Even if you think that western novels are not your “thing,” you really need to read THE THICKET. Joe R. Lansdale, whose output over the past three decades or so is exceeded only by the quality of the works produced, brings his usual “A” game to this book. He merges a grim, dark tale of revenge with a parable of a quest while combining memorable turns of phrase with odd --- and oddly believable --- characters to create one of his best novels to date.
THE THICKET is told in the voice of Jack Parker, a teenager living in East Texas at the turn of the 20th century. The oil boom is just beginning, and the world is full of uncertainty, a feeling that the center may not hold. Jack has experienced more than his share of tragedy. Having lost his grandmother to a tragic farm accident, Jack and his younger sister, Lula, are once again facing loss as the book begins. A smallpox epidemic is roaring through Texas, and their parents are among the victims. Jack and Lula’s grandfather, a crusty, capable customer, is transporting them to their aunt’s home in Kansas when circumstances for them become even worse. In the seeming blink of an eye, their grandfather is murdered and Lula is abducted, while Jack is left for dead.
"I have been reading Lansdale practically from the beginning of his career, and his turns of phrase continue to be as original and memorable as it was in his early work..."
Jack stumbles into the nearest town and, through a series of events, recruits a somewhat unusual group to join him in hunting down the outlaws who have Lula. The group’s first members consist of an ex-slave and current gravedigger, Eustace, and his friend, a very deadly bounty hunter named Shorty who, if you haven’t guessed, happens to be a dwarf. And yes, he reacts badly to jokes about his height. They are eventually joined by Jimmie Sue, a prostitute who lends a street-wise savvy to an odd but sincere attraction towards Jack. The group, adding a member or two along the way, experiences a series of adventures that are relayed in Lansdale’s dark, matter-of-fact prose, which is occasionally brutal, often funny, and almost always brilliant.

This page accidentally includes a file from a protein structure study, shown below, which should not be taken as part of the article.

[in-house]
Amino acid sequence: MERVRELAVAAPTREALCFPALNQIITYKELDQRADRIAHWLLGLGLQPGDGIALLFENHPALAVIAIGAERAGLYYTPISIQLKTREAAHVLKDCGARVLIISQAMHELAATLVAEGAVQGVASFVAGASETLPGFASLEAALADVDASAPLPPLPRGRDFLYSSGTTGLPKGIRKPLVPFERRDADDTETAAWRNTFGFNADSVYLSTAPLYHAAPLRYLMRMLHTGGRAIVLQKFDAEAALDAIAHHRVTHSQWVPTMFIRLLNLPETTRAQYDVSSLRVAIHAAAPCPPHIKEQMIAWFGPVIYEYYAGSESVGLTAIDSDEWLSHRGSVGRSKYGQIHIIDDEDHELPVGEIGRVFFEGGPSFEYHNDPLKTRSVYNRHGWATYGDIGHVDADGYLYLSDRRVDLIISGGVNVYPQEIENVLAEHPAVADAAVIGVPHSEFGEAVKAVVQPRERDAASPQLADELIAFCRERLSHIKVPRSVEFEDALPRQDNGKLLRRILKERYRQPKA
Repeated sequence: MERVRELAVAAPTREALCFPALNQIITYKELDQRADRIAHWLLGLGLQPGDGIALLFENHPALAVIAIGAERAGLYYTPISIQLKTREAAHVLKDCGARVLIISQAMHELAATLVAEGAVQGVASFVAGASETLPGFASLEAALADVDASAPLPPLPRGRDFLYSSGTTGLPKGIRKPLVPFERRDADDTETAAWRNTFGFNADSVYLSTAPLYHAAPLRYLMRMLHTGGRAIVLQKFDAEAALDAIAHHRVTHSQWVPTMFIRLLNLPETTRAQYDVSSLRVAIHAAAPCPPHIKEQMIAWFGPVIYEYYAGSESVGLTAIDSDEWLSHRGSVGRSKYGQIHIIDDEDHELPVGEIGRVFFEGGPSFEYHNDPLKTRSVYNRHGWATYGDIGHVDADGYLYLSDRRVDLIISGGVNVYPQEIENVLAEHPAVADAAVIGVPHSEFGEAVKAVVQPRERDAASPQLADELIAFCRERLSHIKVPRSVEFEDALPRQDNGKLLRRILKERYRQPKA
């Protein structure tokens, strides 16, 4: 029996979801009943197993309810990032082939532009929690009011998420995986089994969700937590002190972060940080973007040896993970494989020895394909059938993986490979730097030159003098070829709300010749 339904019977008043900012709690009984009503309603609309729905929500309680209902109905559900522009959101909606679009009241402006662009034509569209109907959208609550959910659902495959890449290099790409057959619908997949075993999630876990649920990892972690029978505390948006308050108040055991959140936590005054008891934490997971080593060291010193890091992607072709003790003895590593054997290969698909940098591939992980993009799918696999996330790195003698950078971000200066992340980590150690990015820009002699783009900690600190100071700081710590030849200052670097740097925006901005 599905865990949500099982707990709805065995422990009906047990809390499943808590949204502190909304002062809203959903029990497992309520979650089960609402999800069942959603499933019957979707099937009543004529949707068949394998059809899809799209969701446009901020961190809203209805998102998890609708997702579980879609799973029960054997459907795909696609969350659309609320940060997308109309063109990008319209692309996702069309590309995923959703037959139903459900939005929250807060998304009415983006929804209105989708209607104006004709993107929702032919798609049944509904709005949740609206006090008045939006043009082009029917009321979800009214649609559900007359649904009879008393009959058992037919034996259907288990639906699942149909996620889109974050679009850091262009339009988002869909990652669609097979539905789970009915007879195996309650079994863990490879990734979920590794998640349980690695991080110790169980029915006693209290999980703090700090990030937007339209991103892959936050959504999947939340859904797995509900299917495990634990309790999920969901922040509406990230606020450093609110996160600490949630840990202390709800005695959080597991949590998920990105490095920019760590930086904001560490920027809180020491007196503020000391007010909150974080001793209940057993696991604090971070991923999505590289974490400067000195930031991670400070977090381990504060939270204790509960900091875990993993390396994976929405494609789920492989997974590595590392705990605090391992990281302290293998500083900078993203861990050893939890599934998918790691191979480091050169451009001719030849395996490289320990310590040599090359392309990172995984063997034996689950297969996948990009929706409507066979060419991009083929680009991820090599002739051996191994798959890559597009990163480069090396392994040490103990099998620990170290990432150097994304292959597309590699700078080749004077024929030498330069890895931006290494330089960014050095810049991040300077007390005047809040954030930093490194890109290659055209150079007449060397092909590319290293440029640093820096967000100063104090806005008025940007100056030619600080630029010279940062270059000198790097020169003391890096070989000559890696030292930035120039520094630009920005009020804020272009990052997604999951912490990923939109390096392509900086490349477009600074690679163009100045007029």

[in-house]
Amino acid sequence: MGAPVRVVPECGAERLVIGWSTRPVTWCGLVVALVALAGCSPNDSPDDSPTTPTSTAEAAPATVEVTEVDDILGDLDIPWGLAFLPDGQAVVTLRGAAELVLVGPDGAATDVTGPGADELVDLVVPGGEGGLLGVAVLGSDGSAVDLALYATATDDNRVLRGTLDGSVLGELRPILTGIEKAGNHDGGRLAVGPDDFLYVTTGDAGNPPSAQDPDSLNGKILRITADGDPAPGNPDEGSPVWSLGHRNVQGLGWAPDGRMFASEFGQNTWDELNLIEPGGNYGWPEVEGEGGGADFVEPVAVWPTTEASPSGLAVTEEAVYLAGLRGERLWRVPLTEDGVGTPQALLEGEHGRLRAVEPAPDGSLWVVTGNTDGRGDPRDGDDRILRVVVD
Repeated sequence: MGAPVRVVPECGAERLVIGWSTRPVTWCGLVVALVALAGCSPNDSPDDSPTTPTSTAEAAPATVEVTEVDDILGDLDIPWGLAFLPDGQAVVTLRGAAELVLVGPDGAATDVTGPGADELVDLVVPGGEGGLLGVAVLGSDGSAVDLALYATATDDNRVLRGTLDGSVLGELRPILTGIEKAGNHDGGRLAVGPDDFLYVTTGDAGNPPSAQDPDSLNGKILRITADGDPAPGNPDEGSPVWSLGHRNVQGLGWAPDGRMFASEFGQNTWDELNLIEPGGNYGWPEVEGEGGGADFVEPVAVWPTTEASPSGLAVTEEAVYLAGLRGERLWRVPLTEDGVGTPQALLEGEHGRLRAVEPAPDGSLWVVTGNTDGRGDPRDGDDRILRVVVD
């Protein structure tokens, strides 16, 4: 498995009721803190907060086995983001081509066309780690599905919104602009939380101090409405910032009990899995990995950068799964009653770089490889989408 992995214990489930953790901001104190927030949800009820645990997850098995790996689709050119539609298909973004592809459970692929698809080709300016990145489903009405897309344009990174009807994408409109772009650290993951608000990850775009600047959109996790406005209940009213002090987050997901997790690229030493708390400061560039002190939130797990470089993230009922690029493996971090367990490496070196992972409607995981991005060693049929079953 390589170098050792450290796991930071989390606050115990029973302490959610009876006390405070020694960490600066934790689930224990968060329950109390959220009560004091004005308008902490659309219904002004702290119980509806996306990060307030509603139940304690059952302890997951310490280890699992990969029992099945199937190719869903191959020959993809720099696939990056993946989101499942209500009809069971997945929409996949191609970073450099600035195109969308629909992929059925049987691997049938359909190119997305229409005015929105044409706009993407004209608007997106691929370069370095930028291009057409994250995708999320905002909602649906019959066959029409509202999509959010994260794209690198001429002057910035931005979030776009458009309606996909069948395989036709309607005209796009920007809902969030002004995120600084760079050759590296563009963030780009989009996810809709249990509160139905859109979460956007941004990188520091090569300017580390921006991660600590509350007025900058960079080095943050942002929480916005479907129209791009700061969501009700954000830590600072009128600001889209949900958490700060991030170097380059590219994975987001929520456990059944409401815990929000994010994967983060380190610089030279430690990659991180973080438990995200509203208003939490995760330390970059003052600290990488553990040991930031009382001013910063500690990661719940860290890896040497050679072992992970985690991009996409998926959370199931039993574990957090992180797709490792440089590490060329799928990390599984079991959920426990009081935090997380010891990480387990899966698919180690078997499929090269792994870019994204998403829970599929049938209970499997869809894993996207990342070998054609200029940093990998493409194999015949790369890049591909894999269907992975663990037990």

I have been reading Lansdale practically from the beginning of his career, and his turns of phrase continue to be as original and memorable as it was in his early work; I don’t recall that he has ever repeated himself, even when revisiting certain themes. It bears mentioning that THE THICKET is not all action. There are several passages where Shorty and Eunice share their respective backstories with Jack, and Shorty, in particular, attempts to school Jack in the ways of the hard and difficult life that is ahead of him, whether or not he recovers Lula. The dialogue, though, is as vibrant and exciting as Jack’s accounts of the violent adventures that he and his unlikely team experience as they follow, with difficulty, the trail of Lula’s abductors through a land where order is more of an exception than the rule.
While ultimately the story of Jack’s coming of age, THE THICKET is also a masterful account of how his relationship with Eustace and Shorty slowly evolves from an uneasy alliance to a solid friendship. As for Jack’s relationship with Jimmie Sue, you’ll have to read the book, but you won’t be sorry. If you have read Lansdale before, you know to expect the unexpected. And if this is your first exposure to Lansdale’s world, I can almost guarantee you that it will not be your last.
Reviewed by Joe Hartlaub on September 13, 2013